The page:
Intermittent fasting: skipping meals as a way to health

Intermittent fasting: skipping meals as a way to health

For a wise woman, getting as close as possible to a natural way of life is essential. Listening to our gut tells us that how we live today has little to do with the life we ​​were made for. This is something I touched on before and today I want to go into it a bit more. We never used to work away from home. In fact, home was seldom in the same place. We never bought our food in stores, never lived in houses with heating and refrigerators. We were much closer to nature and depended on its whims, jokes and quirks. Our instincts and our bodies are still attuned to that way of life.

We humans also regularly experienced scarcity. Those periods of scarcity alternated with periods of abundance. That’s the life your body knows. Periodic fasting is therefore a good habit in my opinion. Periodic fasting, also called intermittent fasting in dietitian circles, is simply skipping one or more meals every now and then. I’ve been doing it for many years now and I feel good about it. It keeps my body healthy and my immune system sharp.

Food is stress

Every time we eat, our body has to get to work. It is a beautifully balanced organism and when we eat many of those equilibria, or homeostases, such as our blood values, are disturbed. The content of our blood is a sophisticated combination of constituents that change in composition when we ingest food.

Keeping our blood count stable is a basic necessity of life and disruption of this ensures that the all hands on deck signal is automatically given. The monitoring system in our brain wants all homeostates to return to normal as soon as possible and therefore puts our body to work to digest, process and dispose of the consumed food.

Our digestive organs have to work hard to achieve this and afterwards need time to recover. Just like we have to catch our breaths after heavy work. That wouldn’t be a problem, if only we would indeed give our organs time to recover. In the past that wasn’t too difficult. Food was not always available and we were often forced to give our bodies a rest. During these periods of scarcity, our body got time to recover. Today, only we can control how often and how much we eat. Only we can stop ourselves. But we usually don’t.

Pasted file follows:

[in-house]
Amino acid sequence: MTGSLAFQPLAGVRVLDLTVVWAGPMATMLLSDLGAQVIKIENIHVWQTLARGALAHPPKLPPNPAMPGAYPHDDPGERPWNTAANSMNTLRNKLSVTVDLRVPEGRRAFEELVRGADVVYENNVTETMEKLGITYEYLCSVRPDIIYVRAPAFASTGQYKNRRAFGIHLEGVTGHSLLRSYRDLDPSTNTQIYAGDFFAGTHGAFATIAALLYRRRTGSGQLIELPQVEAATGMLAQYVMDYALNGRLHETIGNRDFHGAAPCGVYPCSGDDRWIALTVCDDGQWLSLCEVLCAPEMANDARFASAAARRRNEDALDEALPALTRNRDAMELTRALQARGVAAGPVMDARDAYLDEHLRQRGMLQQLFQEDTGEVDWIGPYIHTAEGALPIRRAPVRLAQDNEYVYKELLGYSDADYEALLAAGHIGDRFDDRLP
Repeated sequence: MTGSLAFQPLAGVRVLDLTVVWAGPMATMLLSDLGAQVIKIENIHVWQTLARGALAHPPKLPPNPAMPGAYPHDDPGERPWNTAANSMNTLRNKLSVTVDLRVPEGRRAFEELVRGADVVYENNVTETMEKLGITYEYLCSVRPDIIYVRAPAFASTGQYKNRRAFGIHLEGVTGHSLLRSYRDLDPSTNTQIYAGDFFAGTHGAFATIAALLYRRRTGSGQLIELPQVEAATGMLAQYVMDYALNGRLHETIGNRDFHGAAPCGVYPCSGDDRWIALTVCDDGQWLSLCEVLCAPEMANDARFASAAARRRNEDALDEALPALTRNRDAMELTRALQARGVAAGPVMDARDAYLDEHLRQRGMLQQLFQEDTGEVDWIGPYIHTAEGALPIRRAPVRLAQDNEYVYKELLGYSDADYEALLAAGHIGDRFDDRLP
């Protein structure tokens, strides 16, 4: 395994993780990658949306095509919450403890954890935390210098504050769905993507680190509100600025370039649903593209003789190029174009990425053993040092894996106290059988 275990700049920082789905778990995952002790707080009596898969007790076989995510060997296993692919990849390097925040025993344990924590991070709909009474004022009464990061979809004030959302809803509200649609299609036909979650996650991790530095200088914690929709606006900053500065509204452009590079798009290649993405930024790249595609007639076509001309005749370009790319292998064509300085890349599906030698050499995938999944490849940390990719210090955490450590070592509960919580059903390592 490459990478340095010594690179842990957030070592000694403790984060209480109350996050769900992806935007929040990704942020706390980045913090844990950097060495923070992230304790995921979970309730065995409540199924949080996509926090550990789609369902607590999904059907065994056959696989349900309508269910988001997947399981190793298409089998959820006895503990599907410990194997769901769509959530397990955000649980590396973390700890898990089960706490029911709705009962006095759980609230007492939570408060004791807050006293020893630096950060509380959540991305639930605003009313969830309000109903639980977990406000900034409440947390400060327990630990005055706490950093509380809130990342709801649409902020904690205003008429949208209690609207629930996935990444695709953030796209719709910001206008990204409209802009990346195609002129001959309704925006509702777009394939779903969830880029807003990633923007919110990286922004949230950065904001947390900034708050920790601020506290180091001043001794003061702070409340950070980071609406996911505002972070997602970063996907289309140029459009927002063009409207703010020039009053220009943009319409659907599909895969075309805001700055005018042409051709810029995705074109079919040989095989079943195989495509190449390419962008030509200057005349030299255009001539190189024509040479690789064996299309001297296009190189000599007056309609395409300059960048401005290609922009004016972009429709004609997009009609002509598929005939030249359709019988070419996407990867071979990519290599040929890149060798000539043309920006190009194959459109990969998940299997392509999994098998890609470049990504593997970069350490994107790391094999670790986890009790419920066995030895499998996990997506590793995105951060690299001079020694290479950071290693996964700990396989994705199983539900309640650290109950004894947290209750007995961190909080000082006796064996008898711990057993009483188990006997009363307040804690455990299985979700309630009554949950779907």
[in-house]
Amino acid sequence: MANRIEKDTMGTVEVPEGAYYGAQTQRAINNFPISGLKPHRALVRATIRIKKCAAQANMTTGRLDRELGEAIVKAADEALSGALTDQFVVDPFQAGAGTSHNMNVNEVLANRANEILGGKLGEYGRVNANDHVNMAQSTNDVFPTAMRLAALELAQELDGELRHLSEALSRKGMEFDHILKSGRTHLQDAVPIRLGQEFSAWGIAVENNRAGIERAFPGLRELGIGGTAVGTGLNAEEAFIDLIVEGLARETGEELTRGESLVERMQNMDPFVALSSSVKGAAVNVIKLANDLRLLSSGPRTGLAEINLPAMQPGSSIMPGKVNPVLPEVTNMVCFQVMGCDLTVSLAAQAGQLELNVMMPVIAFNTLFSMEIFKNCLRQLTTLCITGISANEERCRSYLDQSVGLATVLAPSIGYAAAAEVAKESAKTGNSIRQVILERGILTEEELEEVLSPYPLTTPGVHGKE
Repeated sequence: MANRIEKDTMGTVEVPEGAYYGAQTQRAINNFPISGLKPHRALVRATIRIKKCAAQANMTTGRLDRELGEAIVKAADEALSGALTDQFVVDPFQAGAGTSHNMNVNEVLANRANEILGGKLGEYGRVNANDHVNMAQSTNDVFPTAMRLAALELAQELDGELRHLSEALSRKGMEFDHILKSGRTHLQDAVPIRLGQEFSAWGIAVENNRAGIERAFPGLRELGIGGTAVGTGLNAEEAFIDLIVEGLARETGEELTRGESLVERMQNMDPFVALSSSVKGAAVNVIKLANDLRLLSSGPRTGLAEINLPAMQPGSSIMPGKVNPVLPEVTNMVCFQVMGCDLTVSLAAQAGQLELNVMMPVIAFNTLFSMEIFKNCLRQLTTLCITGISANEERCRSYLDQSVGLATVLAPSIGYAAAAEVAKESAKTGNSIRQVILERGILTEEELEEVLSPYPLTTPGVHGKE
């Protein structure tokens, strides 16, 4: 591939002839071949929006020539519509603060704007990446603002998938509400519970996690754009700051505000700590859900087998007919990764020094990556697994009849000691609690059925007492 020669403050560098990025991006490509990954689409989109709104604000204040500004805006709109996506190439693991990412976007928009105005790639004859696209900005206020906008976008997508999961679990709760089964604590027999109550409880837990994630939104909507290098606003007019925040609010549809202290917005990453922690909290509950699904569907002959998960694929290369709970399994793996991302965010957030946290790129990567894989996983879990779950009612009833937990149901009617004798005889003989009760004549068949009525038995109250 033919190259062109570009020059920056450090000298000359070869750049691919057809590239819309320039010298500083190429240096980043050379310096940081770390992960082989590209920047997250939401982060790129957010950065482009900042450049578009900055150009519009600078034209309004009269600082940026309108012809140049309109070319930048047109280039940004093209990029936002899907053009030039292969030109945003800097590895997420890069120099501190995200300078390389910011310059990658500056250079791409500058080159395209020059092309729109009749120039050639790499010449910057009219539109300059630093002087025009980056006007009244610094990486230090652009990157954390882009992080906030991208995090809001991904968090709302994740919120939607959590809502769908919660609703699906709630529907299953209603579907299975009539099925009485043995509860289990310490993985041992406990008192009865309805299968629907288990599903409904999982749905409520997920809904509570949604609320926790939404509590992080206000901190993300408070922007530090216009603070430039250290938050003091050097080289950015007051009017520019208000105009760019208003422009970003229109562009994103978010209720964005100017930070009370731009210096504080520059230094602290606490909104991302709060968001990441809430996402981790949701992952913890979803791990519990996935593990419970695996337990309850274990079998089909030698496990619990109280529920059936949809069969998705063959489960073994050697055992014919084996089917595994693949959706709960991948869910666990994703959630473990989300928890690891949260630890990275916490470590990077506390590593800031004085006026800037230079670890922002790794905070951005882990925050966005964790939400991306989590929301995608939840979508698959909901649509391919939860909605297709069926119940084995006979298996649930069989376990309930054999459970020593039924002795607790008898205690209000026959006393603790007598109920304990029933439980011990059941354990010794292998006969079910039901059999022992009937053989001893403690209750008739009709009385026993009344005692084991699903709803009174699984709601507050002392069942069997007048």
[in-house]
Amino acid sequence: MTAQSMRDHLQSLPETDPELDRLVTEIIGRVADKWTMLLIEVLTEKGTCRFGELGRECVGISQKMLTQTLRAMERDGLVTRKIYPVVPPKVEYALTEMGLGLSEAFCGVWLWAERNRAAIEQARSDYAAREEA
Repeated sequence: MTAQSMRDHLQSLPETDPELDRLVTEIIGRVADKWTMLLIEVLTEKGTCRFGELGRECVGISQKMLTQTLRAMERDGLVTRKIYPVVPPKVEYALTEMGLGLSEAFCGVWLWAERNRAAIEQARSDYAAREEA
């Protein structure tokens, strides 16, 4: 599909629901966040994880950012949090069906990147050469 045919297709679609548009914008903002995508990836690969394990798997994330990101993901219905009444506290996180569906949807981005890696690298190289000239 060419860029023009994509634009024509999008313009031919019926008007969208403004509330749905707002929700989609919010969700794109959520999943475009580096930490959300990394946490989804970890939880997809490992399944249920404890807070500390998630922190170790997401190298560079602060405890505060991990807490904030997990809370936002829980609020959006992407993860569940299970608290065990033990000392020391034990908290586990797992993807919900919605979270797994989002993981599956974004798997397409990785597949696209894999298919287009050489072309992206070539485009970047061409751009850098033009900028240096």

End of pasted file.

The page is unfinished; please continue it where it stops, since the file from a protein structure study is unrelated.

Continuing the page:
The life our bodies were designed for has radically changed

In our current era of supermarkets and refrigerators, food is available anytime, anywhere. Originally, we always had to seize any food we came across with both hands, because otherwise we could starve. In addition, getting food cost a lot of effort, which cost energy.

It is therefore in our nature to eat anything that comes our way. Energy-dense foods are particularly attractive to us. In short, due to the present abundance and the ease with which our food gets to our plates, a very unnatural situation has arisen. In fact, it is not surprising that so many people have weight and health issues.

By fasting periodically, we actually mimic the living conditions for which we were made. The combination of pure and healthy food, regular exercise and intermittent fasting ensures that your body can function as it was intended.

The benefits of intermittent fasting are huge

Not only my gut and logic support the idea that intermittent fasting is good for you. Science also endorses it. For example, in 2014 a study was published by a team from the University of California. In this study, it was found that fasting for three days ensures that your entire immune system regenerates. Damaged and old cells turned out to be removed and brand new cells built up at high speed. In addition, when the subjects did this more often during the following months, decreasing levels of potentially harmful enzymes and hormones were observed.

This restorative effect was also noticed in other studies. For example, Alzheimer’s patients appeared to benefit from fasting periods. The same was witnessed in other disorders in which protein deposits are a problem. In people with an increased risk of cardiovascular disease, significant wins were made in lowering the so-called risk markers, such as blood pressure, cholesterol and inflammation values. A similar effect was seen in diabetic patients, whose insulin sensitivity was found to increase and blood sugar levels remained more stable.